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Britain Pushing for Post-Brexit Trade Deal With China – UK Foreign Minister

© REUTERS / Toby MelvilleBritain's Health Secretary Jeremy Hunt delivers his keynote address at the annual Conservative Party Conference in Birmingham, Britain, October 4, 2016.
Britain's Health Secretary Jeremy Hunt delivers his keynote address at the annual Conservative Party Conference in Birmingham, Britain, October 4, 2016. - Sputnik International
The UK foreign minister expressed Britain’s interest in securing a trade deal with Beijing during a visit to the East Asian economic superpower, as Brexit talks continue to yield little progress.

UK Foreign Minister Jeremy Hunt said he discussed the possibility of a bilateral free trade arrangement between Britain and China on Monday, The Independent reported.

READ MORE: Taking Tips From Boris Johnson? New UK FM Describes His Chinese Wife as Japanese

At a joint press conference, Minister Hunt said he had “frank and open” talks with his Chinese counterpart, not only about a free trade agreement, but also more sensitive matters, such as alleged human rights abuses in Hong Kong.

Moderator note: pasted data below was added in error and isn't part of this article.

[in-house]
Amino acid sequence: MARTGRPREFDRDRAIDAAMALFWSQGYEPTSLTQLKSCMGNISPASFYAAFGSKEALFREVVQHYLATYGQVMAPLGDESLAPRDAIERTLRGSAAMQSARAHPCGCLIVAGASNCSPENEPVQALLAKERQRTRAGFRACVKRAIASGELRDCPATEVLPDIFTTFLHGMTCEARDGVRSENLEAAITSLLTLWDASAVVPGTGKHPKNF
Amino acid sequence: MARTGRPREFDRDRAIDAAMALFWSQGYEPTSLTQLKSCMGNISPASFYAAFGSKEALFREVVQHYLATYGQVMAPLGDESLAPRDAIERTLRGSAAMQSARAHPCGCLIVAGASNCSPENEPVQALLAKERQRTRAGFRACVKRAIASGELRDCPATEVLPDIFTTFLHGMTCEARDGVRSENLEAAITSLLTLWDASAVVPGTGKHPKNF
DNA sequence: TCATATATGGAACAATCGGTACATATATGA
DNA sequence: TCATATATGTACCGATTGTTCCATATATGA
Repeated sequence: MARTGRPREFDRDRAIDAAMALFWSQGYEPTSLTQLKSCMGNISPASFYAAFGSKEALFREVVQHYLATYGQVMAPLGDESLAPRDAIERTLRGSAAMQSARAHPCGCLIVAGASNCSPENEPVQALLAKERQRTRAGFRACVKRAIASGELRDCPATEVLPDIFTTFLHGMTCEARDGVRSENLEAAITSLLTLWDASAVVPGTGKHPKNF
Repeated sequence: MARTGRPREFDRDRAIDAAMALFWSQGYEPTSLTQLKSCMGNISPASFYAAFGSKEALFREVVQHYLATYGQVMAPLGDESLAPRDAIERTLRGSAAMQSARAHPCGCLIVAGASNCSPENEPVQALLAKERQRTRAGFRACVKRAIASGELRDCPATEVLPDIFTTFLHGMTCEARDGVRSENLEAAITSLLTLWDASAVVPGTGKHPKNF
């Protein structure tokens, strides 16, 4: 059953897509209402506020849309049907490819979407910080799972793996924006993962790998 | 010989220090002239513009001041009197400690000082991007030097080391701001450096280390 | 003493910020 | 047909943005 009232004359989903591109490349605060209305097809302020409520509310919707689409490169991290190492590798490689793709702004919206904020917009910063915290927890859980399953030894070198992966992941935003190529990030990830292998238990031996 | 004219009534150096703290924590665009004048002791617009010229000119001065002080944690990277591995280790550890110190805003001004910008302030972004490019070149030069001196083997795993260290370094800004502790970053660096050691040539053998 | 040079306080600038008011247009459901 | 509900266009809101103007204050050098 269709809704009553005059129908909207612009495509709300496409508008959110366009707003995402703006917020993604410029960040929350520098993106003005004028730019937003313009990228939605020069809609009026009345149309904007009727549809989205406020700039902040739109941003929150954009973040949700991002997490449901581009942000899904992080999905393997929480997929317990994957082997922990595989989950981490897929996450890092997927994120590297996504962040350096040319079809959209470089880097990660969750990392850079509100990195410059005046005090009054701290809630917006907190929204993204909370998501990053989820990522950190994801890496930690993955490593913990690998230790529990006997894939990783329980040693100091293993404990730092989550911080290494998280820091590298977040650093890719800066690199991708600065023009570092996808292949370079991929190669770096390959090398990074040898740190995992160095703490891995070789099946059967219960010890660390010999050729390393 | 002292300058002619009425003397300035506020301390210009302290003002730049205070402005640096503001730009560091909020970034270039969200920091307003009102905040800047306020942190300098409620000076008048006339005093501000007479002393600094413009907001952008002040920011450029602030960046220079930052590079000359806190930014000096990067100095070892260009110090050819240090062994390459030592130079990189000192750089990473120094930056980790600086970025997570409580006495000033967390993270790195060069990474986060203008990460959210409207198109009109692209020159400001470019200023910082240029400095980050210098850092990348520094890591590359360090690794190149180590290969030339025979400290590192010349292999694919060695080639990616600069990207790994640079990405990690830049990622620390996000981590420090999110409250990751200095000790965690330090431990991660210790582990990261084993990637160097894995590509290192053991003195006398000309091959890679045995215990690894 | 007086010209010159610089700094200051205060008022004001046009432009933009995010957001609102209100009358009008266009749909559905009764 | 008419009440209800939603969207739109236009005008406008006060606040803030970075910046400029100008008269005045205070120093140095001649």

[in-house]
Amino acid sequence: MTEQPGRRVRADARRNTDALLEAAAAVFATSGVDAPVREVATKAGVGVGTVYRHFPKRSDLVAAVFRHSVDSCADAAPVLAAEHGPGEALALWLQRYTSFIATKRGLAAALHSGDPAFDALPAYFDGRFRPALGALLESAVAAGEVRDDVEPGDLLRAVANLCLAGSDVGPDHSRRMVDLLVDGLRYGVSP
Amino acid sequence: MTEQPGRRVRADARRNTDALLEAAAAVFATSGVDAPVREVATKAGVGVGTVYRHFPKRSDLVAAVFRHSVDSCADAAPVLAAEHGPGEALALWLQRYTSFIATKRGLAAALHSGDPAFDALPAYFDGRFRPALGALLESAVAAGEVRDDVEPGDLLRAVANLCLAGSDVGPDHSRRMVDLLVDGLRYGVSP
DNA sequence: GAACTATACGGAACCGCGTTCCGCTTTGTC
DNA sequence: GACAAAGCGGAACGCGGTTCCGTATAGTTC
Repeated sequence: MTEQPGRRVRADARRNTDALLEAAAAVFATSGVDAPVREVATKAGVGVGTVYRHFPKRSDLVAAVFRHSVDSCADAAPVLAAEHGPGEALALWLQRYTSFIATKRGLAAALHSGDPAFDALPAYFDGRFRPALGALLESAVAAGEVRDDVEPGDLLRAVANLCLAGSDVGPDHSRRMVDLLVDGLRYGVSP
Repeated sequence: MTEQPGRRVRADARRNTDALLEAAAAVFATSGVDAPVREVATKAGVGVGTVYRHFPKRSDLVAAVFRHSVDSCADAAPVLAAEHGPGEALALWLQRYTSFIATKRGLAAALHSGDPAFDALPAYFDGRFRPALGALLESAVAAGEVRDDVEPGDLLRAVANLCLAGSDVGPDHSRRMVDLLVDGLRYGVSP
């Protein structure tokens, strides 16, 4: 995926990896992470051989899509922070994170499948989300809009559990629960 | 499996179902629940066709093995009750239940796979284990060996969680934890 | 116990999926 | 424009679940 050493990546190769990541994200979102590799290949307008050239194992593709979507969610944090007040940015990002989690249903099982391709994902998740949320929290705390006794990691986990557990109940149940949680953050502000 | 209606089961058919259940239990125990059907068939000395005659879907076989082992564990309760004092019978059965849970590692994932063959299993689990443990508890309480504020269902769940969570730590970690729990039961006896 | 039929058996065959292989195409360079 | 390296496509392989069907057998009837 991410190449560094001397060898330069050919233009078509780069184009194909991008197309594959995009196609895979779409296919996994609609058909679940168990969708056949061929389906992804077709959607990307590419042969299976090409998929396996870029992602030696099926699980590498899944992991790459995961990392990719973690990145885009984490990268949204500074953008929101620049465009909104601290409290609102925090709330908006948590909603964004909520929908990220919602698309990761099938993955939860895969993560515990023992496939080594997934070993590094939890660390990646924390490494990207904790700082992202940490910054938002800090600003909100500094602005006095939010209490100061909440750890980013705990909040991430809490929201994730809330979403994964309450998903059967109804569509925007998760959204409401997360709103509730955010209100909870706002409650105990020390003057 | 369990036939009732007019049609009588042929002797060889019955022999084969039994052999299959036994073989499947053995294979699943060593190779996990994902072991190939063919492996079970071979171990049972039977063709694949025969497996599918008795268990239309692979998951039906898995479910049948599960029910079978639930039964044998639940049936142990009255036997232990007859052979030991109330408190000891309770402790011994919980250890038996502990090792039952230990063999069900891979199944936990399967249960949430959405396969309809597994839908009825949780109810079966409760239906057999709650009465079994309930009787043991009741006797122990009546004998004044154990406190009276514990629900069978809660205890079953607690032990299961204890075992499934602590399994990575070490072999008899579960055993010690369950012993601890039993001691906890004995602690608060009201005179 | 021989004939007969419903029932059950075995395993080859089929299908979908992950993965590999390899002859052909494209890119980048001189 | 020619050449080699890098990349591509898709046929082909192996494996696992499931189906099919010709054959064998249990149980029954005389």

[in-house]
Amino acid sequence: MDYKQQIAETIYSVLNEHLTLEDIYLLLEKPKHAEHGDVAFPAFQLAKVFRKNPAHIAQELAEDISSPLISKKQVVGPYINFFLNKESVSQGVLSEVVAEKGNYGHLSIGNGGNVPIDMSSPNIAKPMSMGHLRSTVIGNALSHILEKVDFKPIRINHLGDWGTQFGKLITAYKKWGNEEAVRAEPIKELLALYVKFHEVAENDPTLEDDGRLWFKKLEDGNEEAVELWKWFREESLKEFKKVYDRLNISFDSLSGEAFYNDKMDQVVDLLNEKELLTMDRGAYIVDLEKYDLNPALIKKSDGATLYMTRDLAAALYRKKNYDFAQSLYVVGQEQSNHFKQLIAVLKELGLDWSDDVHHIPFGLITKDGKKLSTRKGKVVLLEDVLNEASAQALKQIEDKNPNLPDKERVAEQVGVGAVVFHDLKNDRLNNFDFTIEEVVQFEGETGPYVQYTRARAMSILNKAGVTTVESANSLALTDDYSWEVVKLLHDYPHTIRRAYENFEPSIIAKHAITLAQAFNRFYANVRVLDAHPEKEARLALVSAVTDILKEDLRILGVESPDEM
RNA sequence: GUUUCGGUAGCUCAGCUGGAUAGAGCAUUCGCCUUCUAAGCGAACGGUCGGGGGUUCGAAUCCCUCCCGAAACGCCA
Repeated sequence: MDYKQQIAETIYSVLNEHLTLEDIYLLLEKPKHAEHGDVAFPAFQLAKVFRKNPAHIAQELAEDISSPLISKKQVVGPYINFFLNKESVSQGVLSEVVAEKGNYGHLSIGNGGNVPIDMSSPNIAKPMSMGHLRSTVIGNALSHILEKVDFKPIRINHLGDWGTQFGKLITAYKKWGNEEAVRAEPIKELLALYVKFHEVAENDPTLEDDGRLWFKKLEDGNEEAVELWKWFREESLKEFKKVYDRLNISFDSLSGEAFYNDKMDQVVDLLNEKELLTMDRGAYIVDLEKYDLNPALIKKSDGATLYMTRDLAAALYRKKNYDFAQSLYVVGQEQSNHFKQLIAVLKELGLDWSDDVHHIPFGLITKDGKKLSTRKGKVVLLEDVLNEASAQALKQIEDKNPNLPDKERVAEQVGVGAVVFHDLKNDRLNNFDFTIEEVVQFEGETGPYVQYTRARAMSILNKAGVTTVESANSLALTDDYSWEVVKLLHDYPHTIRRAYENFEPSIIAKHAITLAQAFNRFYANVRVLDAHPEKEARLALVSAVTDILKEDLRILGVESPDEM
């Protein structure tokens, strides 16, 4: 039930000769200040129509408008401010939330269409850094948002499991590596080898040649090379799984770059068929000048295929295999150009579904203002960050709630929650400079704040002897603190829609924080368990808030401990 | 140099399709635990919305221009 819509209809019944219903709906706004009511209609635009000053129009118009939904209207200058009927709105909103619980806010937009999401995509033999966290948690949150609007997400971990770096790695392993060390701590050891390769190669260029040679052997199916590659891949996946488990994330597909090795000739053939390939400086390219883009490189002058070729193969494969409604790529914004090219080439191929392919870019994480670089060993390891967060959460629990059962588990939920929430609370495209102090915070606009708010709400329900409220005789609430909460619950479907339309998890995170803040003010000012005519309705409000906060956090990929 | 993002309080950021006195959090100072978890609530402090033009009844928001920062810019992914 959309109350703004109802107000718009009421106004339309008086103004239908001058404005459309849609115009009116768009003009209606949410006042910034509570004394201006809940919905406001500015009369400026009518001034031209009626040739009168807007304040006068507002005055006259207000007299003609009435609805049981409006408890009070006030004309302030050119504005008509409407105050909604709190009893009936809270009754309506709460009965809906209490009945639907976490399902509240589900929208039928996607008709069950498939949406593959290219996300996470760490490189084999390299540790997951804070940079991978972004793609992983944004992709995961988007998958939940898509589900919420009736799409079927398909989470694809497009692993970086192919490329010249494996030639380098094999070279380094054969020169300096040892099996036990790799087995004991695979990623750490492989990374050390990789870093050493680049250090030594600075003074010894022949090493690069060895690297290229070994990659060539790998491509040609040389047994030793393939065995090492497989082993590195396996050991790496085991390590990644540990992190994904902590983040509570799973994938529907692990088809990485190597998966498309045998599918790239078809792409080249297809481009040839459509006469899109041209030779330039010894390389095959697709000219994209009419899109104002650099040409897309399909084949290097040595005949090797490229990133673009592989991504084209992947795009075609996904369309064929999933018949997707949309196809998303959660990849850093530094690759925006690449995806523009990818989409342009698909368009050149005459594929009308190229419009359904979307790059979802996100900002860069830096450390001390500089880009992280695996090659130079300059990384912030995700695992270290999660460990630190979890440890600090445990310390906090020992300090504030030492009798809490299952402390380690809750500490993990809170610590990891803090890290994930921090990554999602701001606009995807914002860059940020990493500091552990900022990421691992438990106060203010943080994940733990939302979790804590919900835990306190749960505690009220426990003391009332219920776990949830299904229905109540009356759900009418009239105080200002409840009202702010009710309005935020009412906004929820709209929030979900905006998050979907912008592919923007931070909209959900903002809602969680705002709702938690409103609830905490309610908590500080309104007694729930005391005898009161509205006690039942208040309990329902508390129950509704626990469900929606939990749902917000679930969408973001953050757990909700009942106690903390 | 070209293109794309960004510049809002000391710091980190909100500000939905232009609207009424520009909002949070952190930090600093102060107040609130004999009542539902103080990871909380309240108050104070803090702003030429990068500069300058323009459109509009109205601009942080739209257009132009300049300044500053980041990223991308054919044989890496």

“We had very comprehensive discussions about areas where we are in strong agreement … but also areas where we have different views, such as human rights. In all cases our discussions were frank and open,” he said.

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He also highlighted the contrasting economic policies of the two states but said Britain thinks the continued growth of China’s economy “can and must be a positive force in the world.”

Responding to the Britain’s concerns about China’s conduct regarding human rights, Chinese Foreign Minister Wang Yi later said, “We do not welcome nor do we accept other countries to interfere in Chinese domestic affairs,” insisting the UK had no right to raise the issue with it.

Hunt was recently appointed foreign secretary after Boris Johnson resigned from his cabinet post over disagreements with UK Prime Minister Theresa May’s Brexit strategy and post-Brexit vision for the UK, and this was his first major overseas visit.

Despite some campaigners and politicians calling for a second referendum to be held, Britain is still set to officially withdraw from the EU in some eight months, and with several key details yet to be agreed, the prospect of a no-deal Brexit is looking increasing high.

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Given the size of the Chinese market and its importance for the UK – in terms of both imports and exports – it’s unsurprising Britain is trying to hammer out a favorable trade deal with Beijing, especially as the possibility of a hard Brexit looms large.

Such a Brexit would see EU common tariffs coming into effect against the UK, hurting the price competitiveness of British exports in the union while also resulting in price inflation and potentially damaging existing supply chains to the UK.

READ MORE: Brexit: 'Third Referendum — Why Not — But in 40 Years' Time' — Economist

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